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Miami-Dade County May End Costly 'Nuisance Laws'

Miami-Dade County May End Costly 'Nuisance Laws'

Miami-Dade County is considering decriminalizing certain laws that judges say clog up their courtrooms, but which police and some residents say are valuable for curbing crime.

DAVID OVALLE | The Miami Herald via YellowBrix

October 14, 2009

Broward officials couldn’t point to any one reason for their lower count, but said they have less of a problem with roadside vendors and work vehicles without signs.

Of the 18 ordinances reviewed by the Miami-Dade Commission, most are decades old.

Any police officer in Miami-Dade County can arrest someone on a county ordinance. Often, the violator is not physically booked into jail but is allowed to sign a ``promise to appear’’ notice, agreeing to show up in court.

Felix Saravia, 41, a West Miami-Dade gardener charged in March with not having a work truck sign, spent a night in jail for missing his hearing. He was arrested on a bench warrant issued by a judge.

``It was terrible, humiliating and disheartening,’’ said Saravia, whose charge was dismissed after he bought the sign.

Beyond enforcement, taxpayers foot prosecution, court and jail costs. To recoup some money, the state attorney’s office charges police about $17 to prosecute each case.

``In my opinion, it’s a very poor use of your resources and very poor use of ours,’’ Judge Slom told commissioners at the committee meeting.

Miami-Dade police Director Robert Parker declined repeated requests for an interview.

ALTERNATIVES

Slom and Miami-Dade Commissioner Sally Heyman, who is pushing the effort, stress that the targeted violations wouldn’t go unpunished.

They are considering several alternatives. One would strip criminal provisions from the ordinances, transferring cases from the courts to a civil forum, similar to the county’s code enforcement system. Compliance officers would write up violations, and administrative hearing officers — lawyers who act as judges — would issue civil fines.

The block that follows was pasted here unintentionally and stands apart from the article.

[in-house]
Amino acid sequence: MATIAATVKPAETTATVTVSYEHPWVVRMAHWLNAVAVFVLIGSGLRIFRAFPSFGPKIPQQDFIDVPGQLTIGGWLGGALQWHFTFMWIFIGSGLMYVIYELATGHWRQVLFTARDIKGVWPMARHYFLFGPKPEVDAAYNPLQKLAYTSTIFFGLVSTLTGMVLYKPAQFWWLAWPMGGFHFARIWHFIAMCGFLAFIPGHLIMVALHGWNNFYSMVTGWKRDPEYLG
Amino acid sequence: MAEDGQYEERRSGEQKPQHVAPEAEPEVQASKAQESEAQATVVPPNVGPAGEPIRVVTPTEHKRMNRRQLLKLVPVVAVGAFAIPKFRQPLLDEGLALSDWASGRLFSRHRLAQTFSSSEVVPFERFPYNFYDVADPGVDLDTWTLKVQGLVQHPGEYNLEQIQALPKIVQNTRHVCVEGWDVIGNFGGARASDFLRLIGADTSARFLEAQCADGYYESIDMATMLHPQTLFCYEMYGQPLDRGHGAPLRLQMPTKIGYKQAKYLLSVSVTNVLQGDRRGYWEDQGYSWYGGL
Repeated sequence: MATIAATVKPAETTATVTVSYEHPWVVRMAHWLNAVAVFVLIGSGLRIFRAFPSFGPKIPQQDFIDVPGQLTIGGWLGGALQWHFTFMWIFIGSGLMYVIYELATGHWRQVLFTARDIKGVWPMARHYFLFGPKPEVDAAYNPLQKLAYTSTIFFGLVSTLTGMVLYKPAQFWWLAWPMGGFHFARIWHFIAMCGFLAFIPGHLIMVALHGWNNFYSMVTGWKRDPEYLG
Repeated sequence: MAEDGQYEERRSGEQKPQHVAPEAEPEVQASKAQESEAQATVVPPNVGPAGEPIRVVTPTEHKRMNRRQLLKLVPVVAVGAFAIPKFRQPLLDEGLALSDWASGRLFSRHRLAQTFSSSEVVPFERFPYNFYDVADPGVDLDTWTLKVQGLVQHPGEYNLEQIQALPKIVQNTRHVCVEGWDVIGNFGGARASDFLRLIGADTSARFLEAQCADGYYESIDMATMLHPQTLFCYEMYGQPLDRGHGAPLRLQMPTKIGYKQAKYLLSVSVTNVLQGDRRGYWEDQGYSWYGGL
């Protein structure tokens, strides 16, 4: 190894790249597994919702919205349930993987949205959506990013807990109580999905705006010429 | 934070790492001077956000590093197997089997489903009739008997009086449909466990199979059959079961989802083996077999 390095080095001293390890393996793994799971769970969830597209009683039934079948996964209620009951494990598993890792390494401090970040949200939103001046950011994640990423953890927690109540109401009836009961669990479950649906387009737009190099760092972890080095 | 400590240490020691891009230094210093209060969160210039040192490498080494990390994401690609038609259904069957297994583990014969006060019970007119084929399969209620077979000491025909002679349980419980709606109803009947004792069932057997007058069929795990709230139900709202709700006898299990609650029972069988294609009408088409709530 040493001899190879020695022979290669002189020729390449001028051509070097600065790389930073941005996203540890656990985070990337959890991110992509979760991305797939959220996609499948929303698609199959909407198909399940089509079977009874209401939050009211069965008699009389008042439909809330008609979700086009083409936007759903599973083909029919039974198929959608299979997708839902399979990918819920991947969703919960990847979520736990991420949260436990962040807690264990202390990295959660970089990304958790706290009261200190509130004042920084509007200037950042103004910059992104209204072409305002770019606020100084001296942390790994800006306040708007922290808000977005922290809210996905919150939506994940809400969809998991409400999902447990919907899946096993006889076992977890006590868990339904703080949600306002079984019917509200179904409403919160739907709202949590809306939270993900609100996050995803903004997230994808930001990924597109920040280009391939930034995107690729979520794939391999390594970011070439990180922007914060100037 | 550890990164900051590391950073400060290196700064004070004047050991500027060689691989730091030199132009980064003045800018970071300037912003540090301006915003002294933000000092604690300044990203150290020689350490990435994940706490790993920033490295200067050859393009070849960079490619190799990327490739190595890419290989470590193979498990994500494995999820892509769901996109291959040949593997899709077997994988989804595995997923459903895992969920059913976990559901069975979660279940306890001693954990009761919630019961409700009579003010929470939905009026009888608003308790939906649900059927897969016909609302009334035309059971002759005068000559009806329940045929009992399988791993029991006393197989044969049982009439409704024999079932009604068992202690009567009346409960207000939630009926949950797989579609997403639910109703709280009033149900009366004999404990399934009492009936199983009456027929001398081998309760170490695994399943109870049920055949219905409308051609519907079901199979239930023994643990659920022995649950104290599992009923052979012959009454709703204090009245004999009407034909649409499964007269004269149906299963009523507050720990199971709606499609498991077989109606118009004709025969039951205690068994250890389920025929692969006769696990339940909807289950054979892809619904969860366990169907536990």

Another approach, used in Philadelphia, would recategorize public nuisances such as drinking in public and trespassing as ``summary offenses’’ — still considered criminal, but not punishable by jail time.

Instead of arresting violators, Philadelphia police issue citations. Judges dole out community service, rehabilitation or fines. Some volunteer for ``nuisance night court’’ held in police precincts.

Still, for Miami-Dade commissioners, undoing the ordinances will not be an easy sell.

Targeting nuisance crimes is popular with many citizens groups and police because there is an immediate, visible result — the homeless man drinking a beer or the fruit vendor blocking traffic are removed from the area, even if not for very long.

``The way it is now is so useful to law enforcement, to prevent crime and maintain quality of life,’’ said Naim R. Erched, head of the Miami-Dade Association of Chiefs of Police and a Miami-Dade police assistant director.

Commissioners passed the commercial-vehicle sign ordinance 34 years ago, for example, to deter burglars masquerading as blue-collar workers.

But the strategy often ignores the root causes of crime — such as lack of jobs or education — while pushing violators to other neighborhoods, said Laura Finley, a criminology professor at Barry University.

``It targets a much lower socioeconomic class: the homeless, people just selling items for a living. Is that the person we really need to go after?’’ she said.

In South Beach late last year, Miami Beach police jailed homeless Francisco Jimenez, 76, who has a long rap sheet. Residents had complained that Jimenez was ``urinating, defecating, having rotting food.‘’ Still, a judge dismissed the sanitary nuisance charge. Jimenez isn’t hanging around Fifth Street anymore. But locals have mixed feelings about his treatment.

Moti Tur, manager of the nearby VIP Scooters, said police should go after law-breaking vagrants: ``The police are doing whatever they need to do. Tourists don’t want to see that.’’

But Alejandro Pascale, a bartender walking his dog in the area, wasn’t sure just how tough is too tough for nuisance crimes.

``I don’t want to see them,‘’ he said of vagrants. ``But they are people living here in society.’’


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